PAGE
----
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“I Don’t Reveal My Job To Strangers”, Say Health Workers Out Of Fear Of Criticism 

When the first phase of the COVID-19 pandemic hit America, Alexandra was a public health emergency unit’s worker. Although her job was not to treat COVID-19 infected patients but in public health policy research, she recalls her shifts 24 hours long.  

“I Don’t Reveal My Job To Strangers”, Say Health Workers Out Of Fear Of Criticism 

In one year, she estimates that along with her colleagues they have worked shifts equivalent to 3 full-time years since last month. To protect her identity, her name has been changed. 

“I Don’t Reveal My Job To Strangers”, Say Health Workers Out Of Fear Of Criticism 

Alexandra recalls that there wasn’t any hazard pay or overtime. Throughout her Department of Public health, symptoms of depression, stress-related physical problems and anxiety were frequent among workers. 

Despite her superiors protesting, she quit this summer. She says that since the onset of the pandemic around twenty-five members of the staff including her have left the department for good.

Her story is not unique. We all know that pandemic has caused a burnout crisis in frontline staff. It has also been calamitous for the public health department’s mental health workers, those who are supposed to shape the response to the country’s pandemic. Mini seal scapegoated and stonewalled by the death toll and elected officials. Some choose to leave their job. 

The results of the survey of public health workers carried out by the Centers for Disease Control and Prevention was disclosed this July. I offer around 26,000 public health department workers across the country, a majority reported at least one symptom of mental health condition. Frontline medical workers reported 10 to 20% higher symptoms of PTSD than the general population. 

A driving reason for widespread discontent and overwork can be attributed to a lack of participation and aid from elected officials for public health workers like Alexandra. In order to shape a political agenda, workers are even pressurized to alter their data.

Connecticut health department’s epidemiologist, Kristine, said that when officials did not know data coverage of vaccination by ethnicity and race, they asked her to edit the data to inflate categories of BIPOC. The official that asked her to do this was the health departments least senior member. Out of fear of losing her job, her name has been changed.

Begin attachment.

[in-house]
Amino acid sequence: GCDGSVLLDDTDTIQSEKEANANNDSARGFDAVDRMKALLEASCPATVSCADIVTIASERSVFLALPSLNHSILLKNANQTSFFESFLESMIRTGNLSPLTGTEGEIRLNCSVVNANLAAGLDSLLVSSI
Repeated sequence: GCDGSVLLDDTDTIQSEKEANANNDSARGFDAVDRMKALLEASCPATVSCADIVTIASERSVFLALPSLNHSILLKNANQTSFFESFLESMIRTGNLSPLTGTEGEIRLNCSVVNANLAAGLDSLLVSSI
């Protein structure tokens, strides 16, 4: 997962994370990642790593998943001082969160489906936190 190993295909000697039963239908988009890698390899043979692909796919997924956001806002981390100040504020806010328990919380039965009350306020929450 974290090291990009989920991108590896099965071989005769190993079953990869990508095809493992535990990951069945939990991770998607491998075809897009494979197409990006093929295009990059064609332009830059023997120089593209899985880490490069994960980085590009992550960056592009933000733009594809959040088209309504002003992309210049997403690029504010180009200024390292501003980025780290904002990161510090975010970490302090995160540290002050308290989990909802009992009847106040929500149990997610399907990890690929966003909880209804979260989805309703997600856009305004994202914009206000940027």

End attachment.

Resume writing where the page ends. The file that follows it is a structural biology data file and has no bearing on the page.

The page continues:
Public health and Frontline workers are receiving A lot of hatred and resentment. Public health officials are being threatened since last March. The acting director of the department of health of St. Louis, Dr Faisal Khan was attacked by an angry crowd last July. He was attending a meeting on mandating masks. Like a mob, they surrounded con and hurled slurs.

A recent public health graduate, Rey, says that she does not reveal to strangers what she does for her living. She recently joined the health and mental hygiene department of New York City as a data analyst. She did not want to reveal her real name for the story. She says that her family who supported her decision to study epidemiology are openly protesting against her decision. She says that she fears how people will react to her job. 

Columbia University School of Public Health’s assistant professor, Dr Morgan Philbin, agrees. In her hometown California, she has hosted conservative talk radio stations throughout the pandemic. She said that some listeners agreed with her but she also faced criticism a lot. 

She says that it is hard for her to watch people criticize them saying they are not doing enough and they do not know their job when it is far away from the truth. She adds that they know exactly what they are doing, but people are not listening to them. 

Many public health workers are concerned that the pandemic stole will threaten their line of work. 

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